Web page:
“At this point we don’t want to be overly reactive and make changes too quickly so that we don’t give time for the changes we put in place to work,” said Ron Glenn, a spokesman for the Greensboro Police Department. “We don’t want to look at the numbers during a short time span and say this kind of change hasn’t had any effect.”
On June 3, Assistant City Manager Nathaniel Davis and Police Chief Wayne Scott held a joint news conference to address the city’s violence. Scott promised to continue the Gun Stoppers program, put more uniformed officers in areas experiencing gun violence, and partner with the federal Bureau of Alcohol, Tobacco, Firearms and Explosives to get faster confirmation on shell casings and ballistic matches for guns used in Greensboro crimes.
Since Jan. 1, officers have responded to 22 homicides, 161 reports of aggravated assault involving a gun, 123 incidents where shots were fired into occupied dwellings and 49 calls for discharge of a firearm.
In June, officers responded to 36 aggravated assaults, 23 shootings into occupied dwellings, six calls for discharging a firearm and four homicides.
Here’s a list of people killed in Greensboro in June, each the victim of gunfire:
June 18: Mamie Martin, 30, found shot at the Cavalier Inn at 312 W. JJ Drive.
June 20: Korey Fitzgerald, 39, found shot at 2107 16th St.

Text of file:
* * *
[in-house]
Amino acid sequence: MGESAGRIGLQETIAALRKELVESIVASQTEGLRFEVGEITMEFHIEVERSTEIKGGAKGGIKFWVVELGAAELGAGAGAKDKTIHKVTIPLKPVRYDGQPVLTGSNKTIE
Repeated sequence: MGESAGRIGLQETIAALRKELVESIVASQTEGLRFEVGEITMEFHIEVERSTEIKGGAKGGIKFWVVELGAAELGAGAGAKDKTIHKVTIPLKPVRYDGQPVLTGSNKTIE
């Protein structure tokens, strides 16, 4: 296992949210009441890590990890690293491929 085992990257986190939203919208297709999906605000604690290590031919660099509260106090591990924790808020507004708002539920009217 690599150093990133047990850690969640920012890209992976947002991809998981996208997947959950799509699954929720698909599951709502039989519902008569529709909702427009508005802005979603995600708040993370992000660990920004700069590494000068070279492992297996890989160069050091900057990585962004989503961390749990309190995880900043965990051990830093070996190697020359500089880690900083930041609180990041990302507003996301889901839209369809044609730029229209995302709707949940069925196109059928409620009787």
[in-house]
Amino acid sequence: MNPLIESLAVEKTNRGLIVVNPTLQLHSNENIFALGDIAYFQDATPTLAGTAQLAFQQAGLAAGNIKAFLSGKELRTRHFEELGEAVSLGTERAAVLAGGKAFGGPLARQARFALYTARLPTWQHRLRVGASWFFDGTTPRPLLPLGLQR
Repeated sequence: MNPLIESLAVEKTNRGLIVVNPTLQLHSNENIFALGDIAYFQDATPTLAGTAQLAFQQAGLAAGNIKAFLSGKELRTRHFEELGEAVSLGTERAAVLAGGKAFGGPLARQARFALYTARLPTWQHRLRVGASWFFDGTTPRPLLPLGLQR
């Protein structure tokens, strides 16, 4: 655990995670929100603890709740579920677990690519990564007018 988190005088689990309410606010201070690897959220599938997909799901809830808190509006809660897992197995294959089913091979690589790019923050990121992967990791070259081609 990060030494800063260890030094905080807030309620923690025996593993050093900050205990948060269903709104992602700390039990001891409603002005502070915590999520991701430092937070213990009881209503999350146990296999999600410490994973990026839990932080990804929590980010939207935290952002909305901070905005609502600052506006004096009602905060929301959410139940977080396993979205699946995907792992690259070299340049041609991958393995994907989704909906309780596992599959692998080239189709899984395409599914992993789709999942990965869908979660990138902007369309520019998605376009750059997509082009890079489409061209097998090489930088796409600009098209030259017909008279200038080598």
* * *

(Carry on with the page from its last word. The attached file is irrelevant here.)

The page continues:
June 26: Jaishon Banks, 36, found shot inside a wrecked vehicle in the 1900 block of Merritt Drive.
June 28: James Cashier, 31, found shot in the 700 block of Watkins Street.
And the violence continued into this month.
Officers didn’t make it five hours into July without responding to a fatal shooting. Kingmenmireseti Smith, 14, was found shot at Sussman Park.
In 2017, Greensboro set a record with 44 killings in one year. Last year, the number decreased to 35.
However, the city is on pace to reach that 2017 number again this year.
Police officials say they hope the extra resources focused on curbing violence, particularly gun violence, will have an effect on that tally.
Glenn said Scott delivered on the promises he made in early June to combat the violent trend.
However, the police department had a minor setback on one of those goals. Last week, its only certified gun analyst left, which makes the partnership with the ATF that much more important.
Glenn said the departure will slow things down a bit while they train a replacement, but police can still have the guns used in crimes locally analyzed by the ATF.
Glenn said Scott also put more officers on the streets as he promised, though not necessarily in uniform. He said Scott asked a few special teams from the investigative unit to adjust their schedules and go into neighborhoods where violent crimes are happening regularly.
He said those officers might be plainclothes detectives, but they work in those areas daily, meet with residents and are visible in the community.
He said they are balancing their caseload and being proactive about gathering information from residents in those areas, as well as gaining their trust.
“We’re not just present but building active relationships in the community to address these things,” Glenn said. “We’re working with people to cooperate with current investigations and get people off the street that are causing these shootings.”